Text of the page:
Photo by Amon Barker
We are well into May and spring is undoubtedly in the air. Flowers are in full bloom, the days are slowly getting warmer, and the snowmelt has rivers at high tide. However, while the changing season brings a lot of beauty, warmth and opportunity for fun, it also comes with a lot of water runoff, and that means mud. For many people, mud puts a damper on spring exploration, getting stuck on clothes and shoes, trapping cars in ditches, and creating a slippery, sticky environment that soils (no pun intended!) the vibrant spring colors. Luckily, the mud also brings a lot of cool opportunities for adventure, and we’re here to share them with you. Check out some tips below to make the most of your spring experience.
Photo by Karen Maes
1. Go Fishing for Trout
Springtime trout fishing can be challenging, especially because the trout are slower-moving and more difficult to find. But even though spring rivers are often blown out, it's not impossible to find clear water! With the sun shining more frequently than not, it’s a great excuse to spend your day off outdoors, so whether you’re a novice fisherman or an expert on the riverbanks, pull out your fishing rod and cast a line!
Photo by Lance Koudele
2. Go Hunting for Antlers
An activity loved by many in the Wild West, antler hunting can be especially rewarding. Not only does it encourage long walks in the crisp spring weather, but it’s a great way to find appreciation for nature, despite the muddy roads. Plus, chances are you’ll come home with your very own prize. All kinds of animals shed their antlers in mid-winter, including deer, moose, and elk, and early spring is prime-time to find them. In Jackson Hole, DMOS’ birthplace, we have a huge appreciation for antler hunting. Check out our antler arches, situated on each corner of our Town Square!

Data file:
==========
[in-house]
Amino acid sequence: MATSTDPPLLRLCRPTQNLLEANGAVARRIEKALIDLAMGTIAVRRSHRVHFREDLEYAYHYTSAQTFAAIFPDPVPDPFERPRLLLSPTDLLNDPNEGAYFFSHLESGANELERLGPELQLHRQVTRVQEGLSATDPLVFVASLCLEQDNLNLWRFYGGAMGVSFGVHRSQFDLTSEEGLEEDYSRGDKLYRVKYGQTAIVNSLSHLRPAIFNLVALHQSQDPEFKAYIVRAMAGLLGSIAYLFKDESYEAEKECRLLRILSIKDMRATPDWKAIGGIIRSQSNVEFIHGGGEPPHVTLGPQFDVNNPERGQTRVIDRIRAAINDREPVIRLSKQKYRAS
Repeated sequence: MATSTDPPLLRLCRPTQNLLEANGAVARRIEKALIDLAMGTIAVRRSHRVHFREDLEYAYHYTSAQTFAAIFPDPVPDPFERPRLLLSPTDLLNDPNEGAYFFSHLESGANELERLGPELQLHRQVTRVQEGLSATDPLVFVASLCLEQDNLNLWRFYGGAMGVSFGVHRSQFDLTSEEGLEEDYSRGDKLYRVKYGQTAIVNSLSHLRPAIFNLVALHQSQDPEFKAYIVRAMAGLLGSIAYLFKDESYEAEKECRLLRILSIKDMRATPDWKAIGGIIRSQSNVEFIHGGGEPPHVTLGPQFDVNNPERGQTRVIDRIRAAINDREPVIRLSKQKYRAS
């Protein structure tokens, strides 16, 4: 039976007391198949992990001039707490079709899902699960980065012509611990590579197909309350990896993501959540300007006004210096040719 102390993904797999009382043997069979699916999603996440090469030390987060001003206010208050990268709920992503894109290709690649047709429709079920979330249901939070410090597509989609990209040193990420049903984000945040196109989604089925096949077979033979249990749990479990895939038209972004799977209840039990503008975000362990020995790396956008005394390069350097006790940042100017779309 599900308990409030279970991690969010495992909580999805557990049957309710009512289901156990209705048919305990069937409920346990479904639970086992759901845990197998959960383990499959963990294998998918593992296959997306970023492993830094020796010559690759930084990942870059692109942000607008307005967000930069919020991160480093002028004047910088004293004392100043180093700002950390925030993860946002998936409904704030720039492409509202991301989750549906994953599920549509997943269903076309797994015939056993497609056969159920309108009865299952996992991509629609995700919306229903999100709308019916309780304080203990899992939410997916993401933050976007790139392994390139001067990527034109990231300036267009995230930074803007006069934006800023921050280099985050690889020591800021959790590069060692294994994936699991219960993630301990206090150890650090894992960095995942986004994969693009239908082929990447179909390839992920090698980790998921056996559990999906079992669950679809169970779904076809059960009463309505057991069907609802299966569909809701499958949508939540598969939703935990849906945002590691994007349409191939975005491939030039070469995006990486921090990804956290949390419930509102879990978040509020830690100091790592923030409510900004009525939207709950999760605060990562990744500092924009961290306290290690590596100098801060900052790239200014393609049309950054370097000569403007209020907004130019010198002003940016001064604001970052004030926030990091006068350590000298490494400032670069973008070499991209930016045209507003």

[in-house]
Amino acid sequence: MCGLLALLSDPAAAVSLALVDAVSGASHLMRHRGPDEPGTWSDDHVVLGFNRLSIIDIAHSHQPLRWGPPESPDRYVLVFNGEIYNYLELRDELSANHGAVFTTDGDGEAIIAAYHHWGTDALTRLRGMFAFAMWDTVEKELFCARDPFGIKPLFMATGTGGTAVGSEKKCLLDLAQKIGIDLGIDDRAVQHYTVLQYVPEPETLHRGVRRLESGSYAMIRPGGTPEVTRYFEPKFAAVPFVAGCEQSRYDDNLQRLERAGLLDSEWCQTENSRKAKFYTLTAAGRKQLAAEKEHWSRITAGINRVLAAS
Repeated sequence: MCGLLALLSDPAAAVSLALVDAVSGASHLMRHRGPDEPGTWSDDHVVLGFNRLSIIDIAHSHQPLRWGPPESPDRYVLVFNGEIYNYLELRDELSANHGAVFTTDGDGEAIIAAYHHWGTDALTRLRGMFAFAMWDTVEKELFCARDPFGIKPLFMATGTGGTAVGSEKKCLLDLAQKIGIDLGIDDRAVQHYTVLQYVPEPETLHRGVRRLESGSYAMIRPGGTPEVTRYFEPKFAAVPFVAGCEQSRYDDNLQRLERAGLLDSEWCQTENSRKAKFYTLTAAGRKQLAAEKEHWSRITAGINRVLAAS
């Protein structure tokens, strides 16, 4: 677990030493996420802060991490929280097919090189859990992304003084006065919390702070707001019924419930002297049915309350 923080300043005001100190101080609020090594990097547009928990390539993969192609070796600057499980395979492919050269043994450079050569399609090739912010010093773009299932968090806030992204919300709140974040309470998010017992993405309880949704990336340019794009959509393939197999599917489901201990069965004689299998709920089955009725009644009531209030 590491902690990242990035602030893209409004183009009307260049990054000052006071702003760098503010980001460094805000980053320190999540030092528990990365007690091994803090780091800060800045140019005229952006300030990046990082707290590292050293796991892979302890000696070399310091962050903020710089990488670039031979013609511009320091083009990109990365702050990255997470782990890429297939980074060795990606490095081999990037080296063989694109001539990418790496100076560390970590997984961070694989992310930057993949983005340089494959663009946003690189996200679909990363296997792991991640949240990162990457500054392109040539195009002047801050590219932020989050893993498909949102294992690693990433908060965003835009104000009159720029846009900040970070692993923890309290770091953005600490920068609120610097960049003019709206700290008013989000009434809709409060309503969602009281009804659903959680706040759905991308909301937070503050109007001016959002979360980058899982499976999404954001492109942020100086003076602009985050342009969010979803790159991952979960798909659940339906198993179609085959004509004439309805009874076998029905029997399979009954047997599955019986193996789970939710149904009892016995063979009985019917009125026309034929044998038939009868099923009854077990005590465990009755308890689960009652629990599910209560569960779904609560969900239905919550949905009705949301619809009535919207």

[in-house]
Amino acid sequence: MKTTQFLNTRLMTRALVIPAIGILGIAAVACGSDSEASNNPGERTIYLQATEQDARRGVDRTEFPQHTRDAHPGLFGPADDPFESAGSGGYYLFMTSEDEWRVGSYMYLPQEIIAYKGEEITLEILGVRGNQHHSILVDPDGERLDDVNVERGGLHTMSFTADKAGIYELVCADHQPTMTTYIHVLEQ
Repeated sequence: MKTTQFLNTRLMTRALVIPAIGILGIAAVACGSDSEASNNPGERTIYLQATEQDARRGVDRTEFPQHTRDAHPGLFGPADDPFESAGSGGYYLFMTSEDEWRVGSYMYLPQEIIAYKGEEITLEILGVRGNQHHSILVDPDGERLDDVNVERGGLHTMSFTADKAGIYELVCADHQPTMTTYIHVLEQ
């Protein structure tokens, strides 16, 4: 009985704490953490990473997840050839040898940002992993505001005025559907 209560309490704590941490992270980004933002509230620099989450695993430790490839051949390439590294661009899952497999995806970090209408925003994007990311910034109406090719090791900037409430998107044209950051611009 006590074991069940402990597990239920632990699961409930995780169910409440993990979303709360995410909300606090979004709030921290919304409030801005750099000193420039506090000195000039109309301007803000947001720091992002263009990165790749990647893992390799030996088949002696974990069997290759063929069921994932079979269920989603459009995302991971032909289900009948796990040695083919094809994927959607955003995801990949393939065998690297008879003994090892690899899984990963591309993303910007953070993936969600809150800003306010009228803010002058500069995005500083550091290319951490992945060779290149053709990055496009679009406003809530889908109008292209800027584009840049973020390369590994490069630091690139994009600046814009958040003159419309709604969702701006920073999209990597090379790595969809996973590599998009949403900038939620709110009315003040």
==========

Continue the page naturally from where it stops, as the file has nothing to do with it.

Photo from Goosewing Ranch
3. Go Searching for Wildflowers
Whether you already have an avid appreciation for the flowers that bloom in the spring, or you’ve never really noticed the tulips pushing up through the thawing ground, it’s undeniable that colorful spring flowers add a much needed vibrancy to the world after months of grey skies and snow-covered grass. Take a hike or visit your local park and it’s more than likely that you’ll find blooming flowers. As an added bonus, dry the wildflowers you find to preserve their color for years to come.
Photo by Joel Holland
4. Go Off-Roading
If you're already a fan of mud, or you're looking for a messy thrill, off-roading is the sport for you. However, though off-roading or mudding can be fun for anyone, dangerous things can hide under the mud, and safety is key! Always be sure to go with someone who is experienced and always carry your DMOS Shovel as a backup. If the thought of off-roading is too daunting but you’re still itching to get dirty, make yourself a mud bath or find a mud race near you.
Photo by Philippe Toupet
5. Go Hunting for Morels
Hunting for Morel Mushrooms is a great spring activity and an excellent way to get outdoors. Plus, Morels are delicious and add flavor to many different types of cuisines! As with most outdoor activities, getting your timing right is key. To find Morels, look for damp, moist areas and search until you find one. Then, search around that area for more. However, it is crucial to remember that some mushrooms are poisonous, so make sure you know what you’re looking for before you go.
Photo by tulsaworld.com
So, just because the snow is melting, the ground is slushy and your kids are tracking mud through the house, doesn’t mean you have to hate spring! There are countless activities to participate in outdoors and tons of ways to find appreciation for nature. How are you spending your mud season?